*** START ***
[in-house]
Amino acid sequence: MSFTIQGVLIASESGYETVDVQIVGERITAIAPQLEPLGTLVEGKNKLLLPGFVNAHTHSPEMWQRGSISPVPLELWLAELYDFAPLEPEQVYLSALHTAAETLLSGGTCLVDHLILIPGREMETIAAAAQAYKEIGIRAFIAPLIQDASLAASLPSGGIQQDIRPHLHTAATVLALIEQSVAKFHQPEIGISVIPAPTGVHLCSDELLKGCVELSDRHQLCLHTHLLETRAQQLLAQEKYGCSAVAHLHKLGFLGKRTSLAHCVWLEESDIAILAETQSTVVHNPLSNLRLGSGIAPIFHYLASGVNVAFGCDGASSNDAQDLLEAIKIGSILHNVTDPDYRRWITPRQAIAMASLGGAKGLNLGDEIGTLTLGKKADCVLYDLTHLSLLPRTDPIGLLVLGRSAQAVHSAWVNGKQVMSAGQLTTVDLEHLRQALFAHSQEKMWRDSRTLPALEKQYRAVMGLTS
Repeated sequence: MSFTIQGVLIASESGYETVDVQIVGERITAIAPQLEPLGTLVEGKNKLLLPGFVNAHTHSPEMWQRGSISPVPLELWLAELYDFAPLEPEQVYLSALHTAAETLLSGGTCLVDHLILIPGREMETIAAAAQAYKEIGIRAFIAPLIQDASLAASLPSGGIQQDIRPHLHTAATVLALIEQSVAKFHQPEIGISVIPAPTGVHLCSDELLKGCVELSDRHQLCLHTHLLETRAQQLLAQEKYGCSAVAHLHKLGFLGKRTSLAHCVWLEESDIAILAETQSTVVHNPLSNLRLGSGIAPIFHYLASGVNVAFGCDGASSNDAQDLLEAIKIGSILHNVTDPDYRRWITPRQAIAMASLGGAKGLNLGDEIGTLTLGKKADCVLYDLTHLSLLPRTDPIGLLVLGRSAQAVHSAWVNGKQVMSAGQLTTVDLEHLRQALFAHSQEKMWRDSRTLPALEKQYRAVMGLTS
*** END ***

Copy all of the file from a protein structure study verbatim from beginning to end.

[in-house]
Amino acid sequence: MSFTIQGVLIASESGYETVDVQIVGERITAIAPQLEPLGTLVEGKNKLLLPGFVNAHTHSPEMWQRGSISPVPLELWLAELYDFAPLEPEQVYLSALHTAAETLLSGGTCLVDHLILIPGREMETIAAAAQAYKEIGIRAFIAPLIQDASLAASLPSGGIQQDIRPHLHTAATVLALIEQSVAKFHQPEIGISVIPAPTGVHLCSDELLKGCVELSDRHQLCLHTHLLETRAQQLLAQEKYGCSAVAHLHKLGFLGKRTSLAHCVWLEESDIAILAETQSTVVHNPLSNLRLGSGIAPIFHYLASGVNVAFGCDGASSNDAQDLLEAIKIGSILHNVTDPDYRRWITPRQAIAMASLGGAKGLNLGDEIGTLTLGKKADCVLYDLTHLSLLPRTDPIGLLVLGRSAQAVHSAWVNGKQVMSAGQLTTVDLEHLRQALFAHSQEKMWRDSRTLPALEKQYRAVMGLTS
Repeated sequence: MSFTIQGVLIASESGYETVDVQIVGERITAIAPQLEPLGTLVEGKNKLLLPGFVNAHTHSPEMWQRGSISPVPLELWLAELYDFAPLEPEQVYLSALHTAAETLLSGGTCLVDHLILIPGREMETIAAAAQAYKEIGIRAFIAPLIQDASLAASLPSGGIQQDIRPHLHTAATVLALIEQSVAKFHQPEIGISVIPAPTGVHLCSDELLKGCVELSDRHQLCLHTHLLETRAQQLLAQEKYGCSAVAHLHKLGFLGKRTSLAHCVWLEESDIAILAETQSTVVHNPLSNLRLGSGIAPIFHYLASGVNVAFGCDGASSNDAQDLLEAIKIGSILHNVTDPDYRRWITPRQAIAMASLGGAKGLNLGDEIGTLTLGKKADCVLYDLTHLSLLPRTDPIGLLVLGRSAQAVHSAWVNGKQVMSAGQLTTVDLEHLRQALFAHSQEKMWRDSRTLPALEKQYRAVMGLTS